Franklin Graham: Fake News Is in the Bible

Evangelical Christian leader Reverend Franklin Graham said that fake news is nothing new and traces back to the Bible itself. Graham defended President Donald Trump in a Facebook post Sunday, lamenting that "the news media has been lying."

"Fake news is nothing new—it was going on in the Bible," Graham, president and CEO of the Billy Graham Evangelistic Association and Samaritan’s Purse, explained. "When Jesus died on the cross for our sins and was placed in the tomb, He said He would rise in three days. The Pharisees had guards assigned to watch the tomb, and on the third day an angel from heaven came and rolled the stone away. The guards reported this to the religious leaders who instructed them that if anyone asked, they were to say that Jesus' supporters had come and taken the body."

"It was fake news to serve their own agenda," Graham concluded. In contrast to the spreading of such lies — which Graham attributed to some, but not all, in the news media, and not to President Trump himself — the evangelical leader exhorted Americans to tell the truth, a biblical mandate.

Graham declared, "I would encourage the media to do what the Bible tells us, 'You shall not circulate a false report' (Exodus 23:1), and be truthful—you can never go wrong with that." He concluded with a story from his own life: "When I was a little boy my mother told me to 'tell the truth, even if it hurts.'"

The president of Samaritan's Purse is right — indeed, he understates his case. Indeed, when Pilate asks Jesus if he is a king (in John 18:37), the Christ replies, "for this purpose I was born and for this purpose I have come into the world—to bear witness to the truth. Everyone who is of the truth listens to my voice."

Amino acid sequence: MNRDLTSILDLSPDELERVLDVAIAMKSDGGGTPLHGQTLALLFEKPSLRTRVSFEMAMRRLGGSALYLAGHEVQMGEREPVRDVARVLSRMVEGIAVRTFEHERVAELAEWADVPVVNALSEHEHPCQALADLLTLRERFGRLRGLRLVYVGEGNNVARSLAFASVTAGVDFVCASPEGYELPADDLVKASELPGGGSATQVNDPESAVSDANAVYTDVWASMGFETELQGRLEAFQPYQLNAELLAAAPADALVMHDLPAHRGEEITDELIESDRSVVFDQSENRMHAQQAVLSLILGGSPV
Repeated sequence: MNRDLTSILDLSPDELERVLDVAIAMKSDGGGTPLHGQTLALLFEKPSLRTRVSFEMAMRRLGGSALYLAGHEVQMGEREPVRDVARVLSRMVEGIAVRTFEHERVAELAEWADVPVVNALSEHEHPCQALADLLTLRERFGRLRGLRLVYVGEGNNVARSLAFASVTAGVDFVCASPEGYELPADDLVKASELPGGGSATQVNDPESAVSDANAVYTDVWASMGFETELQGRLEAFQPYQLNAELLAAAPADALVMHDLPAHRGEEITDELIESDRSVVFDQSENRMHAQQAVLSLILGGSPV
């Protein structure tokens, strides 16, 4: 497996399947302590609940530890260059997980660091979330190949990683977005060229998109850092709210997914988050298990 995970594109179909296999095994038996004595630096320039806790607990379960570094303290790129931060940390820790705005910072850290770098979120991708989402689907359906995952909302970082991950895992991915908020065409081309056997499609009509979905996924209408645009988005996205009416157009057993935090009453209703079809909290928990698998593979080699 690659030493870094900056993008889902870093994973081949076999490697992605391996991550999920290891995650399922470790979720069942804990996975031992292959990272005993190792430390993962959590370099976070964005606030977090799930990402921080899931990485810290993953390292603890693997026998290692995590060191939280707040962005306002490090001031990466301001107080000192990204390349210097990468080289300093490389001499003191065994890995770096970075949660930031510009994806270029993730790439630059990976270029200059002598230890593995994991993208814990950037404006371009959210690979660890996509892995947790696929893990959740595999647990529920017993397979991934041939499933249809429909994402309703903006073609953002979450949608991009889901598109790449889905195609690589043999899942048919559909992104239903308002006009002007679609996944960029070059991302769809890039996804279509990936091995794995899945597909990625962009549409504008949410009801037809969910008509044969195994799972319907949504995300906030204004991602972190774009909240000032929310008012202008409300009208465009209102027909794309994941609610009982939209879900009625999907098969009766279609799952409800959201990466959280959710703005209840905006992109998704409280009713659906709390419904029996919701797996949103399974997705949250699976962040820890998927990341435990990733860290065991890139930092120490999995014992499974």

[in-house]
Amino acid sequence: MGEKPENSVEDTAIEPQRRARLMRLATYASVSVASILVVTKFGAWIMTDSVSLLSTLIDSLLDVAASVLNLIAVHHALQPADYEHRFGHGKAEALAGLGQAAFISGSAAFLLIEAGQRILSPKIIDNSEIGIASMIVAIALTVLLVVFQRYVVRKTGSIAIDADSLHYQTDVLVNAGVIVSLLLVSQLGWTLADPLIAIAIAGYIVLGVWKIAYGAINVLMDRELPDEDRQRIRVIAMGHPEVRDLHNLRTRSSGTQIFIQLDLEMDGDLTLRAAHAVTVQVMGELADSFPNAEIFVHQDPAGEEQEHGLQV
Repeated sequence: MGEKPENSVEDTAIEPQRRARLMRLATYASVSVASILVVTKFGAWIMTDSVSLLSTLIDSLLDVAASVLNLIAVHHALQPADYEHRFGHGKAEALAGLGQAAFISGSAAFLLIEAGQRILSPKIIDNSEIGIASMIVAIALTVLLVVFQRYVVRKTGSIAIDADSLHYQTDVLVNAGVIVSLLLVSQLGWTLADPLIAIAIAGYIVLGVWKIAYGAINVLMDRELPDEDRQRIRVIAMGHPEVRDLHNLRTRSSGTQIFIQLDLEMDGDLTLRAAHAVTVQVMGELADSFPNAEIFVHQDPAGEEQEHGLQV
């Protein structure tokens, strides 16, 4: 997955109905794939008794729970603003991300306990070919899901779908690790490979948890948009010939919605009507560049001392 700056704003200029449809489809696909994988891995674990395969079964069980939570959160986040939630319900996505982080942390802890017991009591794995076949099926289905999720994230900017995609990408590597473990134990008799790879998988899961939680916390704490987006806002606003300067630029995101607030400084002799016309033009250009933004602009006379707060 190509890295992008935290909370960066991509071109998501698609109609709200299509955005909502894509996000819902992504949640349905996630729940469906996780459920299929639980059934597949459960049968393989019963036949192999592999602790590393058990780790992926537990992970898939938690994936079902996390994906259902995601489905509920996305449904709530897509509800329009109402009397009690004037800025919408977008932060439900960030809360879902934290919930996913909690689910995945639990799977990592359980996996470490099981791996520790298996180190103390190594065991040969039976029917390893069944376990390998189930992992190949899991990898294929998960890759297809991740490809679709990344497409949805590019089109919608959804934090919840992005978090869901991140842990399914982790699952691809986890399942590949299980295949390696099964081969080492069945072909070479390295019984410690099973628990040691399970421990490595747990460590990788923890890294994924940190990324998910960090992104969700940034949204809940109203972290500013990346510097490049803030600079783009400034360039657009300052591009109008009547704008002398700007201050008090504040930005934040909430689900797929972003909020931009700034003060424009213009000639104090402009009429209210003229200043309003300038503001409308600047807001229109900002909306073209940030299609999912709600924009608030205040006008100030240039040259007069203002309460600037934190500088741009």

"Fake news" isn't just disobedience to a biblical mandate, it's the opposite of what Jesus himself came to earth to do! But there is more to the phenomenon than just blaming one side or the other, and simple denunciations like this one barely scratch the surface.

The problem is that each person's understanding and acceptance of the truth is shaded by their beliefs and attitudes. For instance, when The New York Times' Timothy Eagan wrote President Trump's "One Month Report Card," he told a story chocked full of facts, but with a clear slant denying anything but a liberal worldview.

Trump "tried to install as labor secretary someone who violated labor laws, wants to replace workers with robots and doesn't believe burger-flippers have the right to a living wage," Eagan wrote. There are many reasons why Andrew Puzder, Trump's first nominee for secretary of Labor, withdrew his name. There was indeed a labor law violation. But the declaration that Puzder believed "burger-flippers" do not "have the right to a living wage" is a fundamentally dishonest way of approaching the minimum wage debate.

The Times itself has fit into the "fake news" category many times: when it reported that Aleppo was the capital of Syria; when it reported that the book of Romans gives homosexuals the death penalty. An editor even admitted that the New York and D.C. media "don't quite get religion."